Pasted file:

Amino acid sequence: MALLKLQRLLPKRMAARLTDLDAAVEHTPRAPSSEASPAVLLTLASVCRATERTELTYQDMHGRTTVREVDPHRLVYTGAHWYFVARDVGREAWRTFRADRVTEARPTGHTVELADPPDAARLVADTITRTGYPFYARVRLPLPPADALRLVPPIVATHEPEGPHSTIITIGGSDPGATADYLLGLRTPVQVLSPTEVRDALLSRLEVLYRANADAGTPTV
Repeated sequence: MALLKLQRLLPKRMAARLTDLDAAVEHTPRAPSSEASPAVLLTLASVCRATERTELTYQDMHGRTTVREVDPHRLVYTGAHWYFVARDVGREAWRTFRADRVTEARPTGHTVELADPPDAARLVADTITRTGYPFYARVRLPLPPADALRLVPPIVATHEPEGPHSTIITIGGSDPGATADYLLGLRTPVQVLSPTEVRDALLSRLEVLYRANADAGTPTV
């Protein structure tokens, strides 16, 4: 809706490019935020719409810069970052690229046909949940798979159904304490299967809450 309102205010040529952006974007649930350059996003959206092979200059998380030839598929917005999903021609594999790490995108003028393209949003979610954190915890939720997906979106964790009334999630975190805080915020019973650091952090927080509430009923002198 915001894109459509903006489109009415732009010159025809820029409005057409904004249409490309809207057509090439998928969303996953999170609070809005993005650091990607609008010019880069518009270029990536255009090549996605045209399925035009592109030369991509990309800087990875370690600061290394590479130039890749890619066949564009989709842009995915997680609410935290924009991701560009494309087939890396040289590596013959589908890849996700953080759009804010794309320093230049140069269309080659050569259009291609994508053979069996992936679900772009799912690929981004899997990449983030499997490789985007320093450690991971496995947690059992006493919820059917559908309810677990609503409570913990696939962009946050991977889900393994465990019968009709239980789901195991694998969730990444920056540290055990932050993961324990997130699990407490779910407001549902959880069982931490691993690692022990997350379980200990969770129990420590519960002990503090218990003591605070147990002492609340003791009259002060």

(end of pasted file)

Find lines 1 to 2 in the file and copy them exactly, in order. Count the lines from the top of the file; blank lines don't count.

Amino acid sequence: MALLKLQRLLPKRMAARLTDLDAAVEHTPRAPSSEASPAVLLTLASVCRATERTELTYQDMHGRTTVREVDPHRLVYTGAHWYFVARDVGREAWRTFRADRVTEARPTGHTVELADPPDAARLVADTITRTGYPFYARVRLPLPPADALRLVPPIVATHEPEGPHSTIITIGGSDPGATADYLLGLRTPVQVLSPTEVRDALLSRLEVLYRANADAGTPTV
Repeated sequence: MALLKLQRLLPKRMAARLTDLDAAVEHTPRAPSSEASPAVLLTLASVCRATERTELTYQDMHGRTTVREVDPHRLVYTGAHWYFVARDVGREAWRTFRADRVTEARPTGHTVELADPPDAARLVADTITRTGYPFYARVRLPLPPADALRLVPPIVATHEPEGPHSTIITIGGSDPGATADYLLGLRTPVQVLSPTEVRDALLSRLEVLYRANADAGTPTV